Explore the Bible Sunday School Lesson for April 21

Here’s the Explore the Bible Sunday School lesson commentary for April 21, written by Ben Stubblefield, Ph.D., visiting assistant professor of Christian Studies, University of Mobile.

Explore the Bible Sunday School Lesson for April 21

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By Dr. Ben Stubblefield
Visiting assistant professor of Christian Studies, University of Mobile


Genesis 35:1–15

Get Up! (1–4)

After Jacob’s release from Laban, we would think he should travel directly back to Bethel, where he heard God’s promise (28:15). Instead, he crosses into Canaan and settles just 20 miles from Bethel in Shechem (33:18) and spends about a decade there.

The effects of this obvious half-obedience are disastrous — the disaster with Dinah, the massacre of the Shechemites and the desecration of circumcision. Jacob’s family has become “odious” among the surrounding tribes, and he worries now about their survival (34:30).

It is at this moment that God tells him to get up and do what he was supposed to do in the first place — sojourn to Bethel.

It is a pilgrimage of sorts — one in which Jacob instructs his people to put aside any vestiges of sin, idolatry and contamination. Jacob takes the lead and disposes of the unholy articles under an unknown tree in Shechem.

Sin is like kudzu, which we’ve got plenty of throughout Alabama. Start with a small patch, leave it unattended and in a little while, it will totally take over.

Jacob had fallen short of Bethel by 20 miles and that sin brought consequences. Pretty soon there was a mess on his hands — one that only a radical recommitment of his life to the Lord could resolve.

Our lives need daily renewal and reconsecration. And if we’re not in a faithful habit of tending to the little sin weeds in our lives, they will take over like kudzu. Perhaps your life has been overtaken by the consequences of a rebellious life. For you, like Jacob, it’s not too late for renewal.

Build (4–8)

Jacob’s large troupe caravanning through Bethel would have been an easy target for enemies interested in taking vengeance for the Shechemites. But they did not pursue Israel. In fact, “a terror from God” came upon the surrounding cities, such that Jacob’s family passed through to Bethel unharassed.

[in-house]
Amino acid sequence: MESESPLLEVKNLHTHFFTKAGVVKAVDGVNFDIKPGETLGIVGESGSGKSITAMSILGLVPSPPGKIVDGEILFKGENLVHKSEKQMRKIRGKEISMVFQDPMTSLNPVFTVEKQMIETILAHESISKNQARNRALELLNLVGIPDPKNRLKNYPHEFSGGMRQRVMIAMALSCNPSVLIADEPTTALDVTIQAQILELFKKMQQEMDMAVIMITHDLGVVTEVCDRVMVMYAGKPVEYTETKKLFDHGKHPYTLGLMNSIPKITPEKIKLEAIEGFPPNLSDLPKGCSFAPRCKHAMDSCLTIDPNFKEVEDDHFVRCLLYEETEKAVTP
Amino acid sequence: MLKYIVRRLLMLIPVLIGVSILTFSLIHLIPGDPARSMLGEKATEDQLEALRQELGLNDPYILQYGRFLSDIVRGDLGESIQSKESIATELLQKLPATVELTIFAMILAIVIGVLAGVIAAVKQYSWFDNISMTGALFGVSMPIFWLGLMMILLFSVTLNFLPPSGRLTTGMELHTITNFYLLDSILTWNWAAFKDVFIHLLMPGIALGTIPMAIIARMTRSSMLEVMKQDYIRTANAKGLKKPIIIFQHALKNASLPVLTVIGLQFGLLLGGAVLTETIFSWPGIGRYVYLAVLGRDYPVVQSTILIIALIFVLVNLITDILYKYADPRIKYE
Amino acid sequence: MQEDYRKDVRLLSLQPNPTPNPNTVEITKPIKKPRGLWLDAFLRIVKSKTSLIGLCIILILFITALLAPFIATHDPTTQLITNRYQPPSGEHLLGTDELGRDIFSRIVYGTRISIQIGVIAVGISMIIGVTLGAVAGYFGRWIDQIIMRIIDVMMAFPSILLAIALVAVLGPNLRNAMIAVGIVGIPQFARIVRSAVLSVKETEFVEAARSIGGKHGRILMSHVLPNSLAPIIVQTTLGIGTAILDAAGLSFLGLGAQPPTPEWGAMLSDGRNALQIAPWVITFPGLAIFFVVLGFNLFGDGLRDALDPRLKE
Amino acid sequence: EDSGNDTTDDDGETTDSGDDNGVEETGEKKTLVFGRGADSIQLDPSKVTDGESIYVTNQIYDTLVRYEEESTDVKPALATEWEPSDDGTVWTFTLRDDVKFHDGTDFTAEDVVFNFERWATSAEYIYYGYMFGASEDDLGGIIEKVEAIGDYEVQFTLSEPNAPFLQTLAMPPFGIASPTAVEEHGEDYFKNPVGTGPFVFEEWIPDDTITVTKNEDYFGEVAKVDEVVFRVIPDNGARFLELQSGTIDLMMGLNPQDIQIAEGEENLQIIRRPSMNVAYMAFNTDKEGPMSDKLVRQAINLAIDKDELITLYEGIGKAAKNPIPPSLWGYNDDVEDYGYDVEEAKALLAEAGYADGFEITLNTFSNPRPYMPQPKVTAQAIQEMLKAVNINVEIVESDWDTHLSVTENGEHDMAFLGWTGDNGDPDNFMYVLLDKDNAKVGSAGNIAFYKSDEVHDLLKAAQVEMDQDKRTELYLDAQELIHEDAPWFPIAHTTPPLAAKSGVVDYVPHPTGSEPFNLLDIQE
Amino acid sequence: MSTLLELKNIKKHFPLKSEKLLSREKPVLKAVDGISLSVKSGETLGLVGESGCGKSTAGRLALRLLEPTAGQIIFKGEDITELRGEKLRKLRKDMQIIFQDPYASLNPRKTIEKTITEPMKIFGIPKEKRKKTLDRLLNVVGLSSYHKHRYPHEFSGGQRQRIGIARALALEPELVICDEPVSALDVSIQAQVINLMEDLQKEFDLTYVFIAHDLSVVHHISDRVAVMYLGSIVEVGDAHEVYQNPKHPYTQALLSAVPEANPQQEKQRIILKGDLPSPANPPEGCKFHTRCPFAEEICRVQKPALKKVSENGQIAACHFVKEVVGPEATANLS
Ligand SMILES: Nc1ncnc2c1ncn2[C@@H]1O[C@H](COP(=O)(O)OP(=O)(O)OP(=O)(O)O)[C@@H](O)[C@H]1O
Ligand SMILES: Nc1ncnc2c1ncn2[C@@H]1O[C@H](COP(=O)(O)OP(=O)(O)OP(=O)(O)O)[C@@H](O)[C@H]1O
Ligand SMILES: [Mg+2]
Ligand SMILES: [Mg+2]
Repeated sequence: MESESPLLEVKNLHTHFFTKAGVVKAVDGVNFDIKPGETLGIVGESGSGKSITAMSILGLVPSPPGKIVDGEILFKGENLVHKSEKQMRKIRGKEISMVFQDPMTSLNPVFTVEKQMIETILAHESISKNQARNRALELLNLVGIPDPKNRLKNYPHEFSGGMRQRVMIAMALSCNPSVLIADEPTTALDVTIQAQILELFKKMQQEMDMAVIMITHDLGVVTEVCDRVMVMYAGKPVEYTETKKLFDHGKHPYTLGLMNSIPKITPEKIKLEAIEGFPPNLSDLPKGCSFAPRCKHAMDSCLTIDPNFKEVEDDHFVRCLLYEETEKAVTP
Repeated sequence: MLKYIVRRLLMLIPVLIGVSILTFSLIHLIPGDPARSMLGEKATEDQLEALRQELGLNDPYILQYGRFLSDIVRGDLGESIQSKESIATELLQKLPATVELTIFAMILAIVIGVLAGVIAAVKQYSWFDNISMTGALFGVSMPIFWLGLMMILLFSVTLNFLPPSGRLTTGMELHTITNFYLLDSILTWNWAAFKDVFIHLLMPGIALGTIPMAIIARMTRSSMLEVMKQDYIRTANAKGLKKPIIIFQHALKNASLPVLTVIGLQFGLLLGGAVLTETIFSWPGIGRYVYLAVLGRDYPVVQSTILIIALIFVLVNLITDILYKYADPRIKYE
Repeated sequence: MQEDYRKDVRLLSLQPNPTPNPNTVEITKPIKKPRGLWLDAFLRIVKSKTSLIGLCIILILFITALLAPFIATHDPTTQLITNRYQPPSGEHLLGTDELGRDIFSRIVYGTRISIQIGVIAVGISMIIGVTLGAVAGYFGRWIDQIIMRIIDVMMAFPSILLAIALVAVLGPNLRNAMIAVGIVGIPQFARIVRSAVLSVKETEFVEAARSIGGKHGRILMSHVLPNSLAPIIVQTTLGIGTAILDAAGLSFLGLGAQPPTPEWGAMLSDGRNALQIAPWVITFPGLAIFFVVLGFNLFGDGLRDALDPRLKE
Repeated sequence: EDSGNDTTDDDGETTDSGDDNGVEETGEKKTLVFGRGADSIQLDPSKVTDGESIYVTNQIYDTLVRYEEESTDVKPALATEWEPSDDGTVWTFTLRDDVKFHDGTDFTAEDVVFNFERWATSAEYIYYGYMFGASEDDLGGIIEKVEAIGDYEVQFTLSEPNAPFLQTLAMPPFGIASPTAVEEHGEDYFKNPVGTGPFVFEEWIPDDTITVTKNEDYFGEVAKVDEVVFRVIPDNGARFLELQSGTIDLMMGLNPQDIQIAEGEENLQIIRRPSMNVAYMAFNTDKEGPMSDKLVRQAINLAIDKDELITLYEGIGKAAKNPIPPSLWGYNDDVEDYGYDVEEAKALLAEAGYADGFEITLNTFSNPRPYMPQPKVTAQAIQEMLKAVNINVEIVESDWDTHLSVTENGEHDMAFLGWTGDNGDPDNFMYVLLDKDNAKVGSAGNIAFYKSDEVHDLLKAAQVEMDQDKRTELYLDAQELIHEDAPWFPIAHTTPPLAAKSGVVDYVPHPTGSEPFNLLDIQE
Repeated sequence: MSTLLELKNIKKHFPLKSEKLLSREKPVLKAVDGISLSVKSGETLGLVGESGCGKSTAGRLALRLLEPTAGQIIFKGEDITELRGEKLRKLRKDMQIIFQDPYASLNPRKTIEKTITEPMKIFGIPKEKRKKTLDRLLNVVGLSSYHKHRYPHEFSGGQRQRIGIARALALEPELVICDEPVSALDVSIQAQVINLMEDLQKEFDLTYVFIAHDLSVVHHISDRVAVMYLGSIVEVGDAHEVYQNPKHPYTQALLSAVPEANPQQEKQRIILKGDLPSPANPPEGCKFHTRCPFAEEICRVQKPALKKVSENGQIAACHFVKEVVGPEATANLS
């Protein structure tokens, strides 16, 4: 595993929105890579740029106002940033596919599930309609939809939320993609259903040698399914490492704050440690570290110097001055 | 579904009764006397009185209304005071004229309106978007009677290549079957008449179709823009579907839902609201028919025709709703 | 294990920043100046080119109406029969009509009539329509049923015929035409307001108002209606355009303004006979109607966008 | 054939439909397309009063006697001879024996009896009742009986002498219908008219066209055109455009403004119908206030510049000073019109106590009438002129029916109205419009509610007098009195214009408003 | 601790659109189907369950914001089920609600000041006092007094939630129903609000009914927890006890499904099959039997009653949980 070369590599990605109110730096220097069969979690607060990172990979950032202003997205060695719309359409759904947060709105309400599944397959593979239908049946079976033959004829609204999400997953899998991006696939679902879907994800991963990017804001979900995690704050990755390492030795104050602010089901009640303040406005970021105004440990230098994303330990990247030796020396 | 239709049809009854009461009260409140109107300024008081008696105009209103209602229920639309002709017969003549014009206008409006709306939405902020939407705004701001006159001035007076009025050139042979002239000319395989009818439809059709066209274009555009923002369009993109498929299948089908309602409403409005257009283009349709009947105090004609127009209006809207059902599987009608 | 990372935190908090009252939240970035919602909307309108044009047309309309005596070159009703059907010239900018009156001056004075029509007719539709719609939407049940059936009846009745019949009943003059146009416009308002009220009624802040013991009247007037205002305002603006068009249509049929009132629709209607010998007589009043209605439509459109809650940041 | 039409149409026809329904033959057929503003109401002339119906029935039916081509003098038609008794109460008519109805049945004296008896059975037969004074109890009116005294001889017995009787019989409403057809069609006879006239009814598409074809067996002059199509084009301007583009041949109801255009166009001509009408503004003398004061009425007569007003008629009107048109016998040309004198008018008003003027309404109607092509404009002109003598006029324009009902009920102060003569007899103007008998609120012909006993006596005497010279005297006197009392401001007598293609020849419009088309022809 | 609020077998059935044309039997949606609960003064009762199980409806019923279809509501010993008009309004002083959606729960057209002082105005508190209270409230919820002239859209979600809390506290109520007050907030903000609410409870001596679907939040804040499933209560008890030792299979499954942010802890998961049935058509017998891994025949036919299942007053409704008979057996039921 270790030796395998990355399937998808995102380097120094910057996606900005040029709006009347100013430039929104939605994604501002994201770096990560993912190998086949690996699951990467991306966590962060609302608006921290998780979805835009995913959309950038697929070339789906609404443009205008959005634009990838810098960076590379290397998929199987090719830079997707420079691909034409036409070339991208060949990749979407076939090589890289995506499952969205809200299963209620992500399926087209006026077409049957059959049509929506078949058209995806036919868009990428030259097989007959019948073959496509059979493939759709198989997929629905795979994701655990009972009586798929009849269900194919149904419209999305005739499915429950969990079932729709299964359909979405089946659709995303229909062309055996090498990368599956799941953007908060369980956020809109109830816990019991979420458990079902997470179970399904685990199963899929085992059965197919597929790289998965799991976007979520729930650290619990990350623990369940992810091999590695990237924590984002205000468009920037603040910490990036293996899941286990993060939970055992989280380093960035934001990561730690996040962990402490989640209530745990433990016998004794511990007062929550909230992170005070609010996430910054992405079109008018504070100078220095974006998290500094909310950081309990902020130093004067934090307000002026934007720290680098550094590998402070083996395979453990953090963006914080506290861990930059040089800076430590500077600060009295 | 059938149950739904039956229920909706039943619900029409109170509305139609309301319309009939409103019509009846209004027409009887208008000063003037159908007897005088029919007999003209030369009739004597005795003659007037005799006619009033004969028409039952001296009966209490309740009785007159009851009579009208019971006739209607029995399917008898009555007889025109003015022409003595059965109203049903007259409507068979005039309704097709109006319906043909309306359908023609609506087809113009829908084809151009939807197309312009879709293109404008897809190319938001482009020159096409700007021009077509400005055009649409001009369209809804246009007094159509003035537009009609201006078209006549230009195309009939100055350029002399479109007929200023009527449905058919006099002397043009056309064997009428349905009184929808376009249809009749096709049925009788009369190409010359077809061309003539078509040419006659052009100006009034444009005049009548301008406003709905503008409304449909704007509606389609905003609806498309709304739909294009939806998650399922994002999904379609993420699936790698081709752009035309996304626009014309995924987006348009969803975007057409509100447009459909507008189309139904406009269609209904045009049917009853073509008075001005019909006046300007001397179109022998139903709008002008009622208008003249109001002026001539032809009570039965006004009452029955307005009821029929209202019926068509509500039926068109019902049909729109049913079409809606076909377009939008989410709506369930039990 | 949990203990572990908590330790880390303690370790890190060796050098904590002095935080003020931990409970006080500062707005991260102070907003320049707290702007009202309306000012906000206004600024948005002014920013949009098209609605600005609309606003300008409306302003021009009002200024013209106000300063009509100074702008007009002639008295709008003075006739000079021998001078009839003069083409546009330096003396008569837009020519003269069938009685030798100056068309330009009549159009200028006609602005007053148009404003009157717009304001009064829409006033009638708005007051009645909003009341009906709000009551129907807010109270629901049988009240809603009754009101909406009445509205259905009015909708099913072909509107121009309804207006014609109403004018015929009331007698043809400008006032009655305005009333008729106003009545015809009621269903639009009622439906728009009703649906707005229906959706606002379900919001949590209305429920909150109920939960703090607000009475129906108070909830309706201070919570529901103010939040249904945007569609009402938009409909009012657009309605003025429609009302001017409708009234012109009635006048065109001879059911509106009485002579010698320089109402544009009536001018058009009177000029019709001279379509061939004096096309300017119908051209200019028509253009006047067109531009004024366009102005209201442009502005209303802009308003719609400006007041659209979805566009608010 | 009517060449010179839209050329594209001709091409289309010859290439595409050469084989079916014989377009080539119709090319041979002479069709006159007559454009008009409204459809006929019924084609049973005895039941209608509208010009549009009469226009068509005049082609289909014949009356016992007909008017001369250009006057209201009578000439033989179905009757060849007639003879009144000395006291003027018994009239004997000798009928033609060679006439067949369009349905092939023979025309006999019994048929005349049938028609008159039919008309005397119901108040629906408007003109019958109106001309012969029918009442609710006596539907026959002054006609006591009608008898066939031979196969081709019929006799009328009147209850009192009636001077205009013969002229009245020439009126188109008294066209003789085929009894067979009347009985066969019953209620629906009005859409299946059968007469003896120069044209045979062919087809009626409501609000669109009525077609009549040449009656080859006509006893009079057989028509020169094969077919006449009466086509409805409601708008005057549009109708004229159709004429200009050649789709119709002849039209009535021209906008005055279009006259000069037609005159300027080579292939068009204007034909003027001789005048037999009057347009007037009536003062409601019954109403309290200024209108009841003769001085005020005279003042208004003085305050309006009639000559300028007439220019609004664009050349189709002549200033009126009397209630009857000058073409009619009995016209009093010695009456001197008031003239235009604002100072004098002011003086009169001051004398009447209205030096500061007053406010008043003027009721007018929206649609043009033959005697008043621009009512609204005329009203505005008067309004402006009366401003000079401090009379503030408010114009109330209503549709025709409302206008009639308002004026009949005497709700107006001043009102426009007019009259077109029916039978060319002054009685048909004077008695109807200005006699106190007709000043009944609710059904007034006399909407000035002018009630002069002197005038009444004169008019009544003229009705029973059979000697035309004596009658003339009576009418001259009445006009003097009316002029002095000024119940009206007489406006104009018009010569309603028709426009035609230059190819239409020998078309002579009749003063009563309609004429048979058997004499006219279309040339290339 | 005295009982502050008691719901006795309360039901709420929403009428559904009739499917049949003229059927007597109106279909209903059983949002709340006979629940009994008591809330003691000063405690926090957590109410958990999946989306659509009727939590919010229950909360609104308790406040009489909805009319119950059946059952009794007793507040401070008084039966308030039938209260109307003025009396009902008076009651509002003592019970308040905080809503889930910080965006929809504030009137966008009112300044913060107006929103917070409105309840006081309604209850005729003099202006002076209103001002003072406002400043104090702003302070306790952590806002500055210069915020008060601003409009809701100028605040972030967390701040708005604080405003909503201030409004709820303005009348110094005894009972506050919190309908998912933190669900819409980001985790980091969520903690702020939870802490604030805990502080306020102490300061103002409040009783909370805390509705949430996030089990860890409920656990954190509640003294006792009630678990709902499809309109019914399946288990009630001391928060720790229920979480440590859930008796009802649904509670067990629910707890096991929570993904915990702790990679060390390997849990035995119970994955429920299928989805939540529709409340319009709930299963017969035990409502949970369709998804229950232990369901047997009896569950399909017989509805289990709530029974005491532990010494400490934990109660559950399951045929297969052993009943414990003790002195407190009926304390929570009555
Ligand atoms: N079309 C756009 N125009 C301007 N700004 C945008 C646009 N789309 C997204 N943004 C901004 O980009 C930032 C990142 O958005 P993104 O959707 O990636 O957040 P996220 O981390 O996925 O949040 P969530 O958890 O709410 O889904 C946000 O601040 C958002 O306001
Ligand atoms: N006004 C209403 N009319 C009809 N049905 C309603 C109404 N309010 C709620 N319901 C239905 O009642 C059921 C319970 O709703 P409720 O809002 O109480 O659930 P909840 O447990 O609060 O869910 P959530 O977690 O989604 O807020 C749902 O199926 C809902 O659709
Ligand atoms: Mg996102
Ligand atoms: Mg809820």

It’s a fascinating turn of events. While Jacob was in disobedience, his family had wealth but also all kinds of trouble. Now, obediently casting aside a large portion of their gains, they are experiencing a supernatural peace.

The parallel for us is identical. Jesus does not promise an easy way, but He does leave us His peace. Truly there is no greater confidence a believer can have than in knowing he is walking in righteousness before the Lord.

Renewed (9–15)

Jacob experiences a theophany during which God promises Jacob that He will use his family to fulfill the Abrahamic covenant. In fact, the parallels between God’s promises to Abraham and Jacob are very nearly reiterations. There’s a name change, a promise of fruitfulness and multiplication, the use of the name “God Almighty” and the mention of nations and kings.

Jacob’s protection since his escape from Esau, his time with Laban and his sojourn to Shechem had to be a powerful affirmation that God keeps His covenant.

As the story of Jacob’s life in Genesis begins to fade into the story of Joseph, there must have been a rock-solid belief that the Lord would preserve and flourish His people.

I once heard someone say that past behavior is the best predictor of future conduct, and I think that’s right. People can change, but we often expect tomorrow what we’ve seen yesterday.

Praise God, then, that we have “El Shaddai” — God Almighty — who has been faithful throughout history. He’s proven Himself in the past, which means I can trust Him for my future.